Celebrity, Social Media and Disputes Over Taiwan’s Sovereignty

It has become common for Hollywood stars, sports stars, and big-name brands to apologize to China for stepping over its political red lines. Of all of those, any mention or recognition that Taiwan is an independent country has become perhaps the most reactive. On May 25, 2021, John Cena posted a video on his Weibo account, apologetically, announcing that he loves China and Chinese people. This followed a previous interview where he referred to Taiwan as one of the first ‘countries’ to watch his latest film.

Since Cena is known for his masculine and positive image, his apology in line with China’s One China Principle was met with criticism. For example, one meme making fun of Cena on Reddit quickly amassed 129k upvotes (support), while another booing John racked up 25k. A well-known Youtuber, Philip DeFranco called Cena a ‘coward’, and his video got 1 million views in three days.

Meanwhile, to counter Cena’s message, the #TaiwanIsACountry movement began on Twitter. Many politicians, celebrities, and activists, including U.S. Congressmen Steve King (IA-R), entrepreneur Jason Calacanis, software engineer-activist Tracy Chou, hedge fund CEO Kyle Bass, and Chinese-American Republican politician Solomon Yue, endorsed this movement. This movement quickly spread beyond the America and trended worldwide. For example, Filipino politician Kim Atienza, Estonia congressman Toomas Hendrik Ilves, and Paraguayan actress Milva Gauto, all of whom have more than 100,000 followers, tweeted #TaiwanIsACountry.

To explore this movement, we crawled all public tweets with the hashtag #TaiwanIsACountry from May 25 to May 29. Overall, we found 14,898 tweets with this hashtag. Figure 1 (see below) shows a timeline of these tweets being posted. The number of #TaiwanIsACountry tweets soared on May 25 and 26 in response to Cena’s apology. Additional analysis reveals that the content of these tweets also included keywords such as Taiwan and China.

Even though we do not know how many Twitter users have seen these tweets, we can estimate potential readership by the number of followers of each Twitter account. Overall, the total number of followers of those that tweeted #TaiwanIsACoutnry is 34,716,326. If just 10% of their followers saw those tweets, about 3 million Twitter users were exposed to this movement.

Utilizing their self-reported geo-location, we successfully gathered 5251 of the 14898 tweets. Among them, 57% of these tweets are from the U.S., 17% are from Taiwan, 4% are from India, Canada, and Hong Kong, and 3% are from the United Kingdom, Australia, and the Philippines, respectively. There are also posts from Thailand, Indonesia, and Brazil.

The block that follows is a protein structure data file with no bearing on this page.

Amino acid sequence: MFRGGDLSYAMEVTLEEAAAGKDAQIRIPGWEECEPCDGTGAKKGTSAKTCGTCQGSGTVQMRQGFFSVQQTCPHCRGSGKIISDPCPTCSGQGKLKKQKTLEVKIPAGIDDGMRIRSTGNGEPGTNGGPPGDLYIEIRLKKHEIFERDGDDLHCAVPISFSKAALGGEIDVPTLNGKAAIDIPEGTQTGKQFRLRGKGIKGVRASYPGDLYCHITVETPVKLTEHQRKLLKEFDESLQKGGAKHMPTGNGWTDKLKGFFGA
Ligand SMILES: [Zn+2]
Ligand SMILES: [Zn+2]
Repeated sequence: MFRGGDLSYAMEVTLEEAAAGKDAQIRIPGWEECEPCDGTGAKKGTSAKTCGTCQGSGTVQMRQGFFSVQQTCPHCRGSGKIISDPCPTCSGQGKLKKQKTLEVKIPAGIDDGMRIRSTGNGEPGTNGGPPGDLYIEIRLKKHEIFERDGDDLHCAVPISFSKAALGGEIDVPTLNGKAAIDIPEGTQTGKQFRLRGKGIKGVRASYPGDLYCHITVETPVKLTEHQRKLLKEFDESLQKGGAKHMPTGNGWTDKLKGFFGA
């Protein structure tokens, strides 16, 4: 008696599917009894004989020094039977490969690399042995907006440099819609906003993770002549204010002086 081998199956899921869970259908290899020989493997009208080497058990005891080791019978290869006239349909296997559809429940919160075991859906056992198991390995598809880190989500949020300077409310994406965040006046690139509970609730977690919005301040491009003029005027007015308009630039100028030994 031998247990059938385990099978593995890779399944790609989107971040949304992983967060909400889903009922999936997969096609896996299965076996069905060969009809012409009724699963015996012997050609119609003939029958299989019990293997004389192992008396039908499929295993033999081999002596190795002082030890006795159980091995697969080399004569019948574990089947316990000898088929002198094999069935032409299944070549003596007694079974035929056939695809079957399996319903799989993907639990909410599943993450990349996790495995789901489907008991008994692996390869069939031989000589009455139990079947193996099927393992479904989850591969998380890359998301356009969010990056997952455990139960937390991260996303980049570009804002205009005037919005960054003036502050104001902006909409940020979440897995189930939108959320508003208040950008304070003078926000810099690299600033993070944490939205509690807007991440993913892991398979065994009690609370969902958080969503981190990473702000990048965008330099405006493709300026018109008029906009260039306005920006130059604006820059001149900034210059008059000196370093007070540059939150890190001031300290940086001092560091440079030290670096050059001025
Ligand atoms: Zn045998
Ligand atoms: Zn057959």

The result shows that this #TaiwanIsACountry movement is not only supported by the American and Taiwanese citizens but also members of the #MilkTeaAlliance, a pro-democracy online solidarity movement across East Asia since May 2020. The movement took hold in places like Thailand, Hong Kong, and Taiwan owing to their ideological conflict with China in the #nnevvy episode. The movement later found allies from India, Brazil, and Australia as these countries with China became strained in late 2020 as well.

The Cena incident has numerous similarities with prior movements like this one. For example, during the #TweetForTaiwan movement in July 2020, when the U.S. government initiated an online movement to support Taiwan joining the World Health Organization, the movement received support worldwide, especially those from the #MilkTeaAlliance. The strength of this new #TaiwanIsACountry movement suggests that the effect of the #MilkTeaAlliance movement persists. Such a long-term cross-country collaboration may explain why Twitter offered a special emoji for the #MilkTeaAlliance movement in April 2021.

Judging from these movements, we can observe that many countries worldwide resent China for their belligerent behaviors, often asking others for an apology to avoid punishment from the country (such as the banning/withdrawal of a movie or product from the Chinese market). The gesture of giving in to Chinese pressure is equivalent to self-censorship and harms freedom of speech in other countries. It is of little wonder that the White House reacts to China’s demands harshly, calling China’s behavior ‘Orwellian nonsense’. However, as Cena shows, pressure from China still has some successes.

The development of this incident offers foreign policy implications. The fact that many netizens in democracies support #TaiwanIsACountry and dislike what China is doing aligns well with current foreign policies of the U.S. toward China. Since Biden came into office, the administration has taken a tougher stance on China and attempted to weaken the country’s influence through multilateral diplomacy. Within this scheme, the U.S. has doubled-down on its efforts to internationalize the issue of Taiwan. For example, the U.S. has embedded the Taiwan issue into the agendas of meetings with key partners such as Japan, South Korea, and within the G7. These meetings have resulted in substantial changes such as when Japan and the European Union both issued joint statements that specifically alluded to Taiwan.

Although much more remains to be said in this heated issue, such momentum suggests that social movements on Twitter dovetail with developments in international politics and have leverage in shaping them.


Figures

Figure 1. Timeline analysis of #TaiwanIsACountry tweets (n=14898, May 25–29, 2021)

Figure 2. Content analysis of #TaiwanIsACountry tweets (n=14898, May 25–29, 2021)

Figure 3. Origins of #TaiwanIsACountry tweets (n=14898, May 25–29, 2021)

Further Reading on E-International Relations

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